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Unreported Truths about COVID-19 and Lockdowns – Alex Berenson


Unreported Truths about COVID-19 and Lockdowns

Part 1: Introduction and Death Counts and Estimates

Alex Berenson

Genre: Biology

Price: $2.99

Publish Date: June 5, 2020

Publisher: Bowker

Seller: Blue Deep

Former New York Times reporter and prominent lockdown critic Alex Berenson provides a counterweight to media hysteria about coronavirus in this series of short booklets answering crucial questions about COVID. Drawing on primary sources from all over the world – including state and national-level government data, Centers for Disease Control reports, and papers in prominent scientific journals – Unreported Truths offers clear, concise, and measured answers to some of the most important questions around the coronavirus. Whether you have been skeptical of the media's panicked reporting all along or are just starting to wonder why the predictions of doom from March and April have not come to pass, Unreported Truths will provide you with the factual, accurate, and impeccably sourced information you need. Please note: Unreported Truths will be published in multiple sections. Part 1 includes an introduction, an examination of the way COVID deaths are counted, and a forecast for a potential worst-case scenario of coronavirus deaths in the United States.


Unreported Truths about COVID-19 and Lockdowns – Alex Berenson

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Is waging ‘war’ the only way to take on the coronavirus?

What do climate change, drugs, and Christmas have in common? The United States has supposedly been at “war” with all of them.

When facing any sort of crisis, big or small, Americans often frame the situation through the lens of a battle. So when coronavirus brought daily life in the United States to a halt last month, it seemed nearly inevitable that President Donald Trump would declare himself a “wartime president.”

“The world is at war with a hidden enemy,” he tweeted. “WE WILL WIN!”

Similar language has been invoked by leaders around the world. France’s President Emmanuel Macron deployed the phrase “we are at war” no less than six times in one speech last month. And in a rare special address to the United Kingdom last week, Queen Elizabeth II invoked the “Blitz spirit” of World War II, a time of shared sacrifice.

Wartime rhetoric serves as an aggressive moral appeal, drumming up emotion and calling people to action. But here’s the thing about the war on coronavirus: We’ve already lost it.

“I think war metaphors are best used as a mobilizing effort,” said Stephen Flusberg, an associate professor of psychology at Purchase College in New York. “And it’s too late in the United States. We’ve failed.”

If coronavirus were truly a “war,” the United States would be the best prepared in the world, with a so-called “defense” budget at $700 billion a year and climbing — more than what the next seven largest countries spend added together. What the country was unprepared for was a pandemic, something infectious disease experts had warned was eventually coming.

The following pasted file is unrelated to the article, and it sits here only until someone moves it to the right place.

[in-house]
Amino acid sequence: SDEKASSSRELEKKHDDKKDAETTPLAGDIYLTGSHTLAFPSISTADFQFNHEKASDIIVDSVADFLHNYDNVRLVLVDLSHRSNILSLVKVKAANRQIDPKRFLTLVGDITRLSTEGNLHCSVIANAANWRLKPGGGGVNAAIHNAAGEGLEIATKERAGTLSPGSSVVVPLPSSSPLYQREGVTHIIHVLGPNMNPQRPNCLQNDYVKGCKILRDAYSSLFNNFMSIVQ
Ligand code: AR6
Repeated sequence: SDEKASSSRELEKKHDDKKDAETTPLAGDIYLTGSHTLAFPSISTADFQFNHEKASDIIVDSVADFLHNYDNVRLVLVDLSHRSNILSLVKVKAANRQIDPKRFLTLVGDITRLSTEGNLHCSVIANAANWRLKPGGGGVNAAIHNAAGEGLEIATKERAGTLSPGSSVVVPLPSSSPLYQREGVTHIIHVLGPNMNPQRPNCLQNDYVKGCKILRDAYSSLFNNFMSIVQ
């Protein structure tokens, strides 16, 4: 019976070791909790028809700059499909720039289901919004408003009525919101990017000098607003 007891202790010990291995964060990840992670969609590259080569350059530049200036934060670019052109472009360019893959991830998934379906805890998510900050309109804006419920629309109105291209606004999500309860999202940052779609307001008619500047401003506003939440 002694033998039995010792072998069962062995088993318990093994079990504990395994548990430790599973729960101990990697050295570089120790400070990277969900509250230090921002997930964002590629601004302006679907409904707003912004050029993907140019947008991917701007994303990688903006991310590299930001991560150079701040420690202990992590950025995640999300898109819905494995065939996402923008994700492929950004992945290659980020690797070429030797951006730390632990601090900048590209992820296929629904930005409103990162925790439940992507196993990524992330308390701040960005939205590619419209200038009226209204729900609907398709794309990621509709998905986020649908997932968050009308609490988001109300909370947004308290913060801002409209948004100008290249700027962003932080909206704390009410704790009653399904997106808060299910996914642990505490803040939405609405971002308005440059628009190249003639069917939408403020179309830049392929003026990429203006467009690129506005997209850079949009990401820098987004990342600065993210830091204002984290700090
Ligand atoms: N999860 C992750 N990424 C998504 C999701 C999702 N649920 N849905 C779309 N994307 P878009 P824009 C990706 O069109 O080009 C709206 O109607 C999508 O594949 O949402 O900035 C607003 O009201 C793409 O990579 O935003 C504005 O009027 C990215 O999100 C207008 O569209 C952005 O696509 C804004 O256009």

Warlike language has been part of our speech for so long, it usually goes unnoticed. When the Spanish Flu hit England in the summer of 1918, newspapers warned their readers to prepare “defenses” against the disease. Soon enough, they described the flu as a “new foe,” and people freaked out, panic-buying quinine. It sounds all too familiar to anyone who’s been following the news of coronavirus, which the New York Times first painted as a “mystery” illness in January, something to “combat” in February, and an “all-out war” in March.

Fighting words have their time and place, language experts say, but public discourse seems to get stuck fighting everything. Studies show that this framing can paralyze people with fear and limit our collective imagination about what can be done to fix complex problems. In times of pandemic, calling the virus an “invisible enemy” can evoke xenophobia and racism. The framing primes people to view problems like climate change as a battlefield — this side vs. that side — widening partisan divides while obscuring any common ground.

“When a metaphor is used again and again and again, it really makes people experience something in those terms,” said Veronika Koller, a linguist at Lancaster University in England. In other words, people start to feel like they’re living in wartime. This can help governments gain public support for short-term actions that would normally be unpopular, like closing borders or exercising emergency powers. But for a prolonged crisis, it results in fatigue, Koller said. From climate change to cancer to coronavirus, the struggle is not a matter of weeks, but months, years, and decades.

Researchers say that it’s clear we need a new way to discuss big problems, a broader repertoire of metaphors to choose from. “There’s a paucity of the imagination around insurmountable challenges,” said Brent Ryan Bellamy, an instructor at Trent University in Canada.

Last week, Trump tweeted, “The Invisible Enemy will soon be in full retreat!” Though he didn’t mention the virus, no one seemed confused by what he was referring to — a sign that the war narrative has firmly taken hold. But others are already describing the pandemic in creative terms, comparing the government’s response to a storyline in a Harry Potter book, or practicing social distancing to a string section playing quietly (it only works, after all, if everyone does it). A group of linguists are attempting to #ReframeCovid, tracking international efforts to put new words to the crisis.

Flipping the usual script can lead to fresh critiques, new alliances, and eventually, if the new metaphors take hold, different ways to cope.